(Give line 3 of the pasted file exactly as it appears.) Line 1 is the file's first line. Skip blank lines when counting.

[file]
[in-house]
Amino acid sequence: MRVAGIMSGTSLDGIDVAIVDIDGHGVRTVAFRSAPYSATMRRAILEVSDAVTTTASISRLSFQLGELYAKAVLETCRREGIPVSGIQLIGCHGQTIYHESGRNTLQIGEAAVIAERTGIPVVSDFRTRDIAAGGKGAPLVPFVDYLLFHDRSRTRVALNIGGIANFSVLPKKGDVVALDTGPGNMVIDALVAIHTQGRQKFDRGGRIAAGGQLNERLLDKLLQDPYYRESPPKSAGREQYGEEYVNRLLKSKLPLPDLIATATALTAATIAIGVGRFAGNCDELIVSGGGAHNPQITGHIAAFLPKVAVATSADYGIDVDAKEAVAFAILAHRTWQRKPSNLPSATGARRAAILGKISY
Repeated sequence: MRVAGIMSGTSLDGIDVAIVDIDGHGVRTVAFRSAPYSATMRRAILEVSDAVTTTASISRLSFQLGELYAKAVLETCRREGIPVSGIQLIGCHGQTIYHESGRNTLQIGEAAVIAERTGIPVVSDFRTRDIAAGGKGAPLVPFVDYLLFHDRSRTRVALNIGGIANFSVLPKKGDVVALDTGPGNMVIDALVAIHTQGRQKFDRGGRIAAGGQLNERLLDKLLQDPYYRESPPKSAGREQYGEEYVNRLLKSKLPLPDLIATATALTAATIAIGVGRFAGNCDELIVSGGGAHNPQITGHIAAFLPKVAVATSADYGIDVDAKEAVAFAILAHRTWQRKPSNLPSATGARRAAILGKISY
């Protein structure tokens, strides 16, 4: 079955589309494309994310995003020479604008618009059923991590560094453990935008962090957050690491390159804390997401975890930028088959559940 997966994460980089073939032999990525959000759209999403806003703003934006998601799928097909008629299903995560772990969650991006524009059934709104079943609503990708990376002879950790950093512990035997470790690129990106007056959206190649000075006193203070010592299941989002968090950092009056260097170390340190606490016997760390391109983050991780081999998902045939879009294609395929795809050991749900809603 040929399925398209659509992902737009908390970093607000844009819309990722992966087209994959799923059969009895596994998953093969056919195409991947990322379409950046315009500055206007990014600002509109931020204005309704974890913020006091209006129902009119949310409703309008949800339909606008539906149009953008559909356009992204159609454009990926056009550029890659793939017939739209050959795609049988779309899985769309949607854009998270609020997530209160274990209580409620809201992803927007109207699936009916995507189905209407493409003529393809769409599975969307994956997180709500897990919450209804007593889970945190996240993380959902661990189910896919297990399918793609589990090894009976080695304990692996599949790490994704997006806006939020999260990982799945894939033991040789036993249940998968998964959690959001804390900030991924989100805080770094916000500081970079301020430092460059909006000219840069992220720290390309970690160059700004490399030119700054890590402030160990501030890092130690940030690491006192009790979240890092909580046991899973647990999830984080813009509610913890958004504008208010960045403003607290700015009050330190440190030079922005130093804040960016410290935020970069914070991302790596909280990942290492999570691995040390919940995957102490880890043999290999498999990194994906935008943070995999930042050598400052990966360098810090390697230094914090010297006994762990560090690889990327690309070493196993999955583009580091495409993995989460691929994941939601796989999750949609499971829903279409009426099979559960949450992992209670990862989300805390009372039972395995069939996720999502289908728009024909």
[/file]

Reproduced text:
Repeated sequence: MRVAGIMSGTSLDGIDVAIVDIDGHGVRTVAFRSAPYSATMRRAILEVSDAVTTTASISRLSFQLGELYAKAVLETCRREGIPVSGIQLIGCHGQTIYHESGRNTLQIGEAAVIAERTGIPVVSDFRTRDIAAGGKGAPLVPFVDYLLFHDRSRTRVALNIGGIANFSVLPKKGDVVALDTGPGNMVIDALVAIHTQGRQKFDRGGRIAAGGQLNERLLDKLLQDPYYRESPPKSAGREQYGEEYVNRLLKSKLPLPDLIATATALTAATIAIGVGRFAGNCDELIVSGGGAHNPQITGHIAAFLPKVAVATSADYGIDVDAKEAVAFAILAHRTWQRKPSNLPSATGARRAAILGKISY